Recently, the Dallas Morning News got in touch with Twin Peaks star and hometown-boy-made-good Harry Goaz (who plays the perpetually-weeping Deputy Andy), and the resulting interview contains a number of interesting - though not quite Earth-shattering - tidbits of information about season three.
For starters, here's Goaz on the security precautions being taken on the Twin Peaks set:
“We only received our lines the morning of shooting,” he says about filming on location in Seattle and Los Angeles. “We didn’t even receive lines for our entire scenes, only our sides.”
Once finished, the actor handed off his script to a personal assistant who — accompanied by a witness — fed the pages straight into a shredder.
So secrecy's a top priority. Pretty much par for the course with Lynch, but the added step of shredding each actor's sides after every scene feels...well, I was going to say that feels like a bit much, but let's be honest: in this day and age - where entire Tarantino scripts fall off the back of a truck and onto the internet with increasing regularity - Lynch is probably right to be so cautious.
There's also a brief update about Deputy Andy, who Goaz calls "simple, but not simple-minded":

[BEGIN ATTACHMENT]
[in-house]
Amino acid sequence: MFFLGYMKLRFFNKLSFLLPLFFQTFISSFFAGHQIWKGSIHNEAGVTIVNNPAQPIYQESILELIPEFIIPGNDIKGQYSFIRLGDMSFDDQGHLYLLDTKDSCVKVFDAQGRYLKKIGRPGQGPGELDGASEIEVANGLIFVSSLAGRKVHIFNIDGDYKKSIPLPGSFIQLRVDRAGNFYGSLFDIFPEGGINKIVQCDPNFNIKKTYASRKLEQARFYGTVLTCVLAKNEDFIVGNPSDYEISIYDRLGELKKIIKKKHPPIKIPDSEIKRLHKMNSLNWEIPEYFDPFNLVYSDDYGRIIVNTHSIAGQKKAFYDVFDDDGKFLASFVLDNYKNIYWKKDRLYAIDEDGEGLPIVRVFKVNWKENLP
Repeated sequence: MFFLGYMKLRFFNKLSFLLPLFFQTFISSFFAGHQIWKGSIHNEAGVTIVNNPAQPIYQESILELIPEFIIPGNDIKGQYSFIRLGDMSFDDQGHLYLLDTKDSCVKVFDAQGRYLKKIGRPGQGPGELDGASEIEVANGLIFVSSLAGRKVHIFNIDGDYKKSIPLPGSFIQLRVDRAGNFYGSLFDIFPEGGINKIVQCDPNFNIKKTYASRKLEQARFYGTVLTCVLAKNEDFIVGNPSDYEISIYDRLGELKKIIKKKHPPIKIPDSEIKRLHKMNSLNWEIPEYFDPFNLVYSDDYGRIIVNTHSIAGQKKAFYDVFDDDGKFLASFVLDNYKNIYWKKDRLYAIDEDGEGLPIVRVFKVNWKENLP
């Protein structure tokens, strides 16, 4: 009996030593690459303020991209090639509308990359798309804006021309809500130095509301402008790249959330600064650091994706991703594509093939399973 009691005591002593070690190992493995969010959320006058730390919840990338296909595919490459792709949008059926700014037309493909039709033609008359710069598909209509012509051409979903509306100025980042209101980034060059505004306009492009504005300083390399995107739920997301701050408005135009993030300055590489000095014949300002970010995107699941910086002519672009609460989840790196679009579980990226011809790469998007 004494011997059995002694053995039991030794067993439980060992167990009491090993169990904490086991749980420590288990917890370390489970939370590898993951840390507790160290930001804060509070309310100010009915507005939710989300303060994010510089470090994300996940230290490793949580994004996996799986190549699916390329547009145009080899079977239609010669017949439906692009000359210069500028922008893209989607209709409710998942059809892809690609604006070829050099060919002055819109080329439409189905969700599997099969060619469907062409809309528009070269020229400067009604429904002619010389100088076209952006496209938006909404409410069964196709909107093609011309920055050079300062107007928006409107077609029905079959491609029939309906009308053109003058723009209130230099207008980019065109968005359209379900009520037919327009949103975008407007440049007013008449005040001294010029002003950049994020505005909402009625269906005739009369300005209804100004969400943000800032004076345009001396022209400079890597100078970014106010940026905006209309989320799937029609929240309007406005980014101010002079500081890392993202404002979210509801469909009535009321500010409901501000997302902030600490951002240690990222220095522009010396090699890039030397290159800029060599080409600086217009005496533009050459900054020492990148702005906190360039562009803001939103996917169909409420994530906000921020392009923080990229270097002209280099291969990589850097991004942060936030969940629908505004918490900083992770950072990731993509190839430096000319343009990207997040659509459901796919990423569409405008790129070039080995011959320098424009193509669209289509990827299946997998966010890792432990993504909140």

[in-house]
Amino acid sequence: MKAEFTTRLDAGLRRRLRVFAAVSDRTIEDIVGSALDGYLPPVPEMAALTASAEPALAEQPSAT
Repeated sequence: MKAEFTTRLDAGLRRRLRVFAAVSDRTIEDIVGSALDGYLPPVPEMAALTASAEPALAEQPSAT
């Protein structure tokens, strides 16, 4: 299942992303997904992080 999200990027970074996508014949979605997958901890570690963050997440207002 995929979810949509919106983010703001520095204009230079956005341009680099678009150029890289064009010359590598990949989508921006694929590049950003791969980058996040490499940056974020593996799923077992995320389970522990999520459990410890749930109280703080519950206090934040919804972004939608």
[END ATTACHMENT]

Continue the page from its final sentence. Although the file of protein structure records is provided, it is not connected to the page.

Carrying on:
Deputy Andy (as fans still refer to him) was known for his penchant for crying. Goaz says Andy is older now and able to “keep the faucet closed, but there is plenty of chin quivering.”
But no promotion? “I’m very angry to say that I’m still a deputy. I have not been promoted,” Goaz says. “But I do have my own office because I saw my nameplate on a desk, so that’s rather exciting for Andy.”
This, too, sounds about right. But the biggest reveal in the entire interview has to be that, before his incredibly untimely death, David Bowie was all set to reprise his role as dimension-hopping FBI agent Phillip Jeffries. You'll recall that Jeffries played a brief part in Twin Peaks: Fire Walk With Me, in a scene that I may as well just go ahead and embed here in its entirety.
Discovering that the production lost Bowie is a sad development, to be sure, but it's also sort of exciting, as it implies that the new Twin Peaks probably won't be holding back on the weird shit. The Jeffries subplot - which, in case the above clip isn't clear, involves Bowie's FBI agent getting trapped inside the "Black Lodge" with a number of incredibly-creepy interdimensional personalities - is one of the strangest tangents in the Twin Peaks universe.
In the alternate/deleted scene below (from the recently-released Twin Peaks: The Entire Mystery), the circumstances surrounding Jeffries' dimension-hopping and/or time-traveling are made clearer, but...well, we're still deep in Lynch country here, so "clearer" is relative.
Anyway, you can read the rest of the Dallas Morning News' interview with Goaz here. Or you can hang around in the comments below and openly speculate on just how weird things are going to get when Twin Peaks hits Showtime next year.